– By Mike Konzen, CEO
This July we are celebrating America’s space program. Fifty years ago on July 20, 1969, Neal Armstrong became the first human to walk on the moon’s surface. Forty-two years later on July 21, 2011, Space Shuttle Atlantis landed at Kennedy Space Center, concluding STS-135, the final mission of NASA’s storied Space Shuttle program.
As a seven-year-old boy, I watched my childhood hero Neal Armstrong descend the ladder. As he set foot on the lunar surface, he spoke those famous words: “One small step for (a) man, one giant leap for mankind.” With those simple words, Armstrong concisely framed the higher purpose of his mission, and indeed the entire Apollo program.
Fast forward to 2011, and our PGAV Destinations team was watching STS-135 very closely. We were designing a museum to house the retired Atlantis at Kennedy Space Center, and we needed the ship to complete the mission so that we could install it as the centerpiece of our exhibit. As Commander Chris Ferguson successfully landed the shuttle orbiter, we all breathed a sigh of relief. Then he spoke these words:
“The Space Shuttle changed the way we viewed the world. It’s changed the way we view our universe. There’s a lot of emotion today, but one thing is indisputable: America’s not gonna stop exploring.”
For the many thousands of people who developed, assembled, processed, launched, and flew the 135 Space Shuttle missions, Ferguson encapsulated their historic accomplishment, while also pointing to the future: “America’s not gonna stop exploring.”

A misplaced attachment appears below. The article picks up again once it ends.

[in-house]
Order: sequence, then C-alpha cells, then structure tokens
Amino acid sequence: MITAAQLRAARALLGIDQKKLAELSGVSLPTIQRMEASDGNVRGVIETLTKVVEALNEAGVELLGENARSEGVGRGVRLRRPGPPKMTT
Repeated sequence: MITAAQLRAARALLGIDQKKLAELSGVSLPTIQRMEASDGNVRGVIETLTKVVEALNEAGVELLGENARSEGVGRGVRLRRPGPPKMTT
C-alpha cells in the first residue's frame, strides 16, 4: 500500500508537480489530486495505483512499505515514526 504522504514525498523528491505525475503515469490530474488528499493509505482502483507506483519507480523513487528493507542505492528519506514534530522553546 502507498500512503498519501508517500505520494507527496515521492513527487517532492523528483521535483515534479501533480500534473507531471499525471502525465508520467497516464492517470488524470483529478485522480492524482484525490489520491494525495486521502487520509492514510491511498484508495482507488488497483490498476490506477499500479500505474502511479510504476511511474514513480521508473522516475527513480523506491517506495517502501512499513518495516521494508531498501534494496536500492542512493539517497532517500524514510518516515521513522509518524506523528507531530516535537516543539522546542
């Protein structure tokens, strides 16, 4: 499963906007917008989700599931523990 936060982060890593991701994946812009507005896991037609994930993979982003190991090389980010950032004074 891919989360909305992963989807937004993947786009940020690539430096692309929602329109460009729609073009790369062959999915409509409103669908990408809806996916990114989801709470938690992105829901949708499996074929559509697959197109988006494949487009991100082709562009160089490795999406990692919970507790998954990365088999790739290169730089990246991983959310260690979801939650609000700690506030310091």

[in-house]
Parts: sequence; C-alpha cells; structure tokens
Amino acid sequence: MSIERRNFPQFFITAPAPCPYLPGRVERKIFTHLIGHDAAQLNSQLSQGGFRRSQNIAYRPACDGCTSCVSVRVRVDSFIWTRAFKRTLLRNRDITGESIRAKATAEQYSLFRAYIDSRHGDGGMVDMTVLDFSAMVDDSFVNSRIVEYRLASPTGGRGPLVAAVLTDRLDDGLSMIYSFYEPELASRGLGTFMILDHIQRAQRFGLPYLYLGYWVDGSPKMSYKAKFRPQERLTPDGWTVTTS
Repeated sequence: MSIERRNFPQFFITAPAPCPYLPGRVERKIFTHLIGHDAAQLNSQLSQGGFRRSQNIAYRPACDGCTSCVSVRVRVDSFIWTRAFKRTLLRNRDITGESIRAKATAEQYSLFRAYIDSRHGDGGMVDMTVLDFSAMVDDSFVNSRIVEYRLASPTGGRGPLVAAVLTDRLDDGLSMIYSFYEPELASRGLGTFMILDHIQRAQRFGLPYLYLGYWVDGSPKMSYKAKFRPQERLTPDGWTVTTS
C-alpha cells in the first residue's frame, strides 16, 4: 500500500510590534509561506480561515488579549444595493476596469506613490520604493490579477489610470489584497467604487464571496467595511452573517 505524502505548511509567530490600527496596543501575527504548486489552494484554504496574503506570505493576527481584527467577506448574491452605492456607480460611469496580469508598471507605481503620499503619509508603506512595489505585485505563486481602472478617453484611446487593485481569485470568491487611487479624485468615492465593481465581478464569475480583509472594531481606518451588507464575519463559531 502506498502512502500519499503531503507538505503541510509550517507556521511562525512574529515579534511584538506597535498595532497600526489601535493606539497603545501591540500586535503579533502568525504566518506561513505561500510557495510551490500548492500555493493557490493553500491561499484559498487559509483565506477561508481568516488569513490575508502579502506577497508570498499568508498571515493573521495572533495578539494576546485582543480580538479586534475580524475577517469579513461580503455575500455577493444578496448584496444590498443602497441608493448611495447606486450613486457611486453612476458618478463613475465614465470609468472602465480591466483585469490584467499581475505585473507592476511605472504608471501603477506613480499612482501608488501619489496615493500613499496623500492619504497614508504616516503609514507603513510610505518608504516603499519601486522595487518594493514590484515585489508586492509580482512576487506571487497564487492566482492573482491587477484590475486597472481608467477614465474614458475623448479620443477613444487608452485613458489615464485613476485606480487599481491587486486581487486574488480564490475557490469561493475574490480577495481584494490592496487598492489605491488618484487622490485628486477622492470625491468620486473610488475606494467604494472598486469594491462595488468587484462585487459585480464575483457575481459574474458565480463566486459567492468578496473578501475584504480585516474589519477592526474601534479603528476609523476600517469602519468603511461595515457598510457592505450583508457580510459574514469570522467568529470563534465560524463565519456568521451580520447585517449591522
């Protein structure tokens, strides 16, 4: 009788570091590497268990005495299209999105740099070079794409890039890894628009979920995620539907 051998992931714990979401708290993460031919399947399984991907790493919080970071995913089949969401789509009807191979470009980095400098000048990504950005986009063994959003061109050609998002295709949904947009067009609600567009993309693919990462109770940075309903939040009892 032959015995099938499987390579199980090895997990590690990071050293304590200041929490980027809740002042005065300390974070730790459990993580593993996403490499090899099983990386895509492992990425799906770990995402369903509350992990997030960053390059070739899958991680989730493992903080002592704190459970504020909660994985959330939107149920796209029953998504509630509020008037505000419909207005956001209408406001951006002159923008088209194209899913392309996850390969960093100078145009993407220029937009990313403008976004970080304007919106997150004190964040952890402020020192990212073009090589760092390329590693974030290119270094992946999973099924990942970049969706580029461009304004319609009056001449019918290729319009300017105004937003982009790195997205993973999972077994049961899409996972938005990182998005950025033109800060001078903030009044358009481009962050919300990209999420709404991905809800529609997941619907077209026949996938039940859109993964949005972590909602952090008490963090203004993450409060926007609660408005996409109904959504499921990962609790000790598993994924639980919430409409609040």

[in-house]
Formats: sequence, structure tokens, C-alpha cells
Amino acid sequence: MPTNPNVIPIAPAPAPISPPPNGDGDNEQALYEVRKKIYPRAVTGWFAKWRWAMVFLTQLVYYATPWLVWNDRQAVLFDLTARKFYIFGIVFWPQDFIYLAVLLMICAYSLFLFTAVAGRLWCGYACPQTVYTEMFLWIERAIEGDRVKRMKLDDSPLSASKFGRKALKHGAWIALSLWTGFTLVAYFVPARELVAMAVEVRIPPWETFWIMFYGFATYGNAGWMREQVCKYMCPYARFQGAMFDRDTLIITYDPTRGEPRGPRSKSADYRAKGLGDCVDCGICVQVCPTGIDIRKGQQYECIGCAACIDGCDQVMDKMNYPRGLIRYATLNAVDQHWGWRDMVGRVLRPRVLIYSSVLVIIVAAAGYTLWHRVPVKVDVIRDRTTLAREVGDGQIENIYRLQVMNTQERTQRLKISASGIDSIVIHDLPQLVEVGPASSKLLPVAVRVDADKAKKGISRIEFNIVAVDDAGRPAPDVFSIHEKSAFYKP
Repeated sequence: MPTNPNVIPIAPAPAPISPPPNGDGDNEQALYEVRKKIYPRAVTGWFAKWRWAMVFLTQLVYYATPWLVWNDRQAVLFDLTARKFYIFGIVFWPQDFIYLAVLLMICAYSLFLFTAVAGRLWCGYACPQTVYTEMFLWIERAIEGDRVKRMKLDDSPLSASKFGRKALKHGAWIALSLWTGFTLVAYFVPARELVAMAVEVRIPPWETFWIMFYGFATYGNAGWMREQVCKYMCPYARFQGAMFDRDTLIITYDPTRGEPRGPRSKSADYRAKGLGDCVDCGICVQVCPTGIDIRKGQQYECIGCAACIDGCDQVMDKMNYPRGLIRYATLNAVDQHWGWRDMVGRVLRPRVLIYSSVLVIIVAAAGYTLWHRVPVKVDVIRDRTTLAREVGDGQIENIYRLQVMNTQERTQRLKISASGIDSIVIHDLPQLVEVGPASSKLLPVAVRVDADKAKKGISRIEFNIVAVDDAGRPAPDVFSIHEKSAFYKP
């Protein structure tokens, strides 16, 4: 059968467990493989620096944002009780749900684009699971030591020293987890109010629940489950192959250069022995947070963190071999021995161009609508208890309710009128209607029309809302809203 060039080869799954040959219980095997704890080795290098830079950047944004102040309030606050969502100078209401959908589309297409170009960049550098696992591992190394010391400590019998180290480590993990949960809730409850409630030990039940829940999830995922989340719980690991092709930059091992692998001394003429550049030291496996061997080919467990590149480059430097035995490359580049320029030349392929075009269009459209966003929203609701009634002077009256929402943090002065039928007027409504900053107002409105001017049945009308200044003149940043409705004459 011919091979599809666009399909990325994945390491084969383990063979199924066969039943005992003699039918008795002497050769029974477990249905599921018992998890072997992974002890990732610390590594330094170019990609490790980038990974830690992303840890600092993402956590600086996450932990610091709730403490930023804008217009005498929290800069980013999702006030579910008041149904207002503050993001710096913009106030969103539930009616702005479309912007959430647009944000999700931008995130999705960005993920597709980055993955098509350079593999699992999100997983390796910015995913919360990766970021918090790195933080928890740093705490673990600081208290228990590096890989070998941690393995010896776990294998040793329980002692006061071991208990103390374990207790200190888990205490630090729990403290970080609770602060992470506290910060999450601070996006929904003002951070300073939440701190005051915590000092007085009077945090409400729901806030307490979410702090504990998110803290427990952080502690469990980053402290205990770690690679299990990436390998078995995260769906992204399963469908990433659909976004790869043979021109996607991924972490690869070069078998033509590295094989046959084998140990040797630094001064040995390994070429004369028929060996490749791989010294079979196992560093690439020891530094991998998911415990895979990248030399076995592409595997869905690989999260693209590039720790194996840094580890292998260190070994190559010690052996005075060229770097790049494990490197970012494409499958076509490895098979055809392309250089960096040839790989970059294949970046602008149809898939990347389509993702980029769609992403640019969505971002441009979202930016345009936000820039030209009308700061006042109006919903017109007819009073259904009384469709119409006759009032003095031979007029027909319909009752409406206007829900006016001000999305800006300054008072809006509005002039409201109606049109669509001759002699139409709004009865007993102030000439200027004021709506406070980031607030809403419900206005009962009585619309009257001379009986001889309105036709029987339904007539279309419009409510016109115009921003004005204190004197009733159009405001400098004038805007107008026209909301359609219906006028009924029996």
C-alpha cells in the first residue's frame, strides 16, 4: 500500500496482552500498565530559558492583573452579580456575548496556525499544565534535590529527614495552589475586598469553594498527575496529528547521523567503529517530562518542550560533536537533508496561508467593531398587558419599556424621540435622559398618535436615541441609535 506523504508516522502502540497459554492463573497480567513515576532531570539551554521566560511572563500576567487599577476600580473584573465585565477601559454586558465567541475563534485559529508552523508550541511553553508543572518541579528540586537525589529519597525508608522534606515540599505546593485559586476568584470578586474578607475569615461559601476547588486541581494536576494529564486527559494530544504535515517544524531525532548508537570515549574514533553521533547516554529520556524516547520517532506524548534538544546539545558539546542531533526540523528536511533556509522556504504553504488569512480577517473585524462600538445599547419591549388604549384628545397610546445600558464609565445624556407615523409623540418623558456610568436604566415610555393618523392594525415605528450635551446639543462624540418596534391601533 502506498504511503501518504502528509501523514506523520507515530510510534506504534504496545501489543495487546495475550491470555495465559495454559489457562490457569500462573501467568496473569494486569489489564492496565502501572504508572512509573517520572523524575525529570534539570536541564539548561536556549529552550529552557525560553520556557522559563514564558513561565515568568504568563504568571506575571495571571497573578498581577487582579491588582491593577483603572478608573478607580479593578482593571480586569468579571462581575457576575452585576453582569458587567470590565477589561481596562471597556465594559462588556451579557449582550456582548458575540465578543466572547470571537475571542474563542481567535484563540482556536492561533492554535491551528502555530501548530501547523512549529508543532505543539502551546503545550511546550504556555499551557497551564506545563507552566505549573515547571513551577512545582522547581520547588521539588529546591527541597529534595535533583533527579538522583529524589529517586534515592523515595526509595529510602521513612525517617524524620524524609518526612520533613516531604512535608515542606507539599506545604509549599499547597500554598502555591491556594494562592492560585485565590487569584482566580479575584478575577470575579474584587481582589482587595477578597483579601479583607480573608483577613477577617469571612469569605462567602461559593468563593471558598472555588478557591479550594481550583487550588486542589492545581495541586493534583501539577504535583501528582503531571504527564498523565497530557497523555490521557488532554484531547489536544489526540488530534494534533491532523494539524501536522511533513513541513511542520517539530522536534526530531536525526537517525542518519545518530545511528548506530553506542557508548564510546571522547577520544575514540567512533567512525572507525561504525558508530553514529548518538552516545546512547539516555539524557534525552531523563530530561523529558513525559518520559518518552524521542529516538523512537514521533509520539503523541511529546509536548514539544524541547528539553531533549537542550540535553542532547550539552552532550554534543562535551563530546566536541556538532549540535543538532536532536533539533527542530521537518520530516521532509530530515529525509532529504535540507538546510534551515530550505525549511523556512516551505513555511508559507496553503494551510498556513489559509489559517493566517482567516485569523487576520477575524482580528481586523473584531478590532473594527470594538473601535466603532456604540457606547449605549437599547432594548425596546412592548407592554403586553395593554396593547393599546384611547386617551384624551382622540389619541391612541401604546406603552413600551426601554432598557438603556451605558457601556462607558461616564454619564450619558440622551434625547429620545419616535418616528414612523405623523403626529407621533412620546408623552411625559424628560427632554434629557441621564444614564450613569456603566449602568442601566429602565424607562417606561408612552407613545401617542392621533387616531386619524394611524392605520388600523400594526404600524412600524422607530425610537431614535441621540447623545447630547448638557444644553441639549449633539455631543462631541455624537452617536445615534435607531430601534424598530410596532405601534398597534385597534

For the hundreds of us working on the museum project at NASA, Delaware North, PGAV Destinations, and other organizations, that statement became our mission: to tell the story of the Space Shuttle program, and to inspire the next generation of space explorers. All of us understood that our work on the Space Shuttle Atlantis project was serving this higher purpose.
I believe that working to serve a higher purpose is a key to living a full, meaningful life. Projects like Space Shuttle Atlantis remind us of what’s important:
- Believe in your potential to make a big impact. No matter what your role, you can help make something great happen for a higher purpose. While our project was aimed to fulfill many objectives, its real goal was to promote the future of space exploration for all of mankind.
- Look to the long term. We should always remember that the results of our work will often come well after we’re done. While the Space Shuttle program ended in 2011, its example serves as inspiration for many generations.
- Be part of a team that believes. Most great endeavors require a large collective of talents and individuals. We were fortunate to be inspired by so many people at NASA and Delaware North who believed fervently in America’s space program. Our work on this project is dedicated to them.
- Make the higher purpose your calling. It’s fine to be individually recognized for your work, but stay focused on the big picture. In the end, we love most to watch guests applaud, enjoy, and even cry as they experience Space Shuttle Atlantis.
Our project was dedicated in July, 2013, two years after Atlantis landed for the final time. Later that summer, our entire PGAV team traveled to Kennedy Space Center to celebrate this milestone project. In the photo above, you see our crew, with our tour guide Commander Chris Ferguson in the lower right hand corner.
By working in service of something much bigger than ourselves we can be inspired to achieve excellence. Since opening in 2013, Space Shuttle Atlantis has hosted more than eight million visitors. I’d like to think that among them are the future space explorers who will again change the way we view our universe.